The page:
Refinery repair: throwing good money at a bad problem

by | January 16, 2018 11:41 am



At the recent investigative hearing on the fuel scarcity crises that has defied all attempts at solution, Ibe Kachikwu, Nigeria’s minister of state for petroleum resources said that it was shameful that Africa’s biggest crude oil producer is importing crude oil after 40 years.

Among the options proposed by the minister to solve the problem, is to revamp the refineries so they can start producing optimally. The plan is to raise the refining capacity of the decrepit refineries by 60 percent.

However, Femi James, a UK-based chemical engineer in a series of messages on social media network Twitter, showed why the plan is seriously flawed.

Explaining the process of refining, he said a petroleum refinery essentially subjecting crude oil to multiple physical and chemical processes in units, designed to separate it’s constituent products and by-products. It is highly technical and capital intensive but also a profit making venture.

Through the refining operations, major products separated are premium motor spirit, Automotive gas oil (diesel), aviation turbine or dual purpose kerosene, LPG (cooking gas), etc

The chemical engineer compares the process to putting a pot of water on the burner, after a while, it reaches boiling point and evaporates. The water doesn’t vanish, it vaporises/turns to steam, gaseos “water” at the right temperature and pressure.

“If you take that same pot of water to certain heights, it will do same at lower temperatures. Add salt to the water, and it’s behaviour also changes under the same conditions. This is the principle used in refining crude oil. Under different conditions, the crude releases it’s constituent make up into the surrounding atmosphere,” said James.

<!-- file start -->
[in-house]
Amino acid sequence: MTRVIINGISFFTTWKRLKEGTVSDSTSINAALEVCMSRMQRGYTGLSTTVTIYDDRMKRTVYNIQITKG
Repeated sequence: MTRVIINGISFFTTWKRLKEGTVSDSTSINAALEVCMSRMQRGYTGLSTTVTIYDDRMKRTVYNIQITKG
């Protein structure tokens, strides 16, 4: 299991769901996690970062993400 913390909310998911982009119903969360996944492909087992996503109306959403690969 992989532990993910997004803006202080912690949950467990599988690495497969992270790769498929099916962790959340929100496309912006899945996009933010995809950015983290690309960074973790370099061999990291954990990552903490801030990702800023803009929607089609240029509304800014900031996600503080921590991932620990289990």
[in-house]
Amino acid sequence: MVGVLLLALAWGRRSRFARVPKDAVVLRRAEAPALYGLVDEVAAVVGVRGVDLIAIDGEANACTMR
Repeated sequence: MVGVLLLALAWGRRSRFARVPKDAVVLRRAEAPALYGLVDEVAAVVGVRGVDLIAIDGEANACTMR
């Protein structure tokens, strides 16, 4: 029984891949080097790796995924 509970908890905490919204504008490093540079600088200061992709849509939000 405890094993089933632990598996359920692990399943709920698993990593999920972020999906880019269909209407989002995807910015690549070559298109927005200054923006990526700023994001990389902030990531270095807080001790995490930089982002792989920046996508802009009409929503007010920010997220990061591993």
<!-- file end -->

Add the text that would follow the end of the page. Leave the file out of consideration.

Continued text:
These derivatives are trapped and stored either by heat, pressure or additive manipulation. All these are done safely in vessels, tanks and pipes, free of human contact.

James avers that all refineries and indeed chemical plants are fabricated according to the current technology hence Nigeria’s refineries were all built between 1960  and 1980 hence the technology available at the time was largely analogue.

“Everything that was done, at that time, was done manually. Valves, indicators, pumps, Steam generators, mixers, sensors etc were all manual and/or analogue. Nothing was automated.

“Imagine a car built in the 80s, today, how will it look, the gauges, instruments, drive shaft, steering rack, transmission, not to mention the engine, were all done according to the tech of those days. A lot has changed. Our refineries are old,” said James.

However, even when properly maintained, the refineries are due for decommissioning, especially as they get little supply of crude. If upgraded, their life span is increased slightly, depending on the upgrade, but no serious upgrade has been done after 40 years.

Worse still, maintenance has been very poor, “Over the years, coups and counter coups have left Nigeria pillaged and under developed. Our refineries were not spared. As generals helped themselves to the national cake, workers/cronies helped themselves to the refineries’ operational & maintenance budgets. Many of these cronies were not even employed through the right channels or because they were qualified, simply because of leanings, ethnic affiliations and cronyism. Maintenance was neglected, now we are here,” said James.

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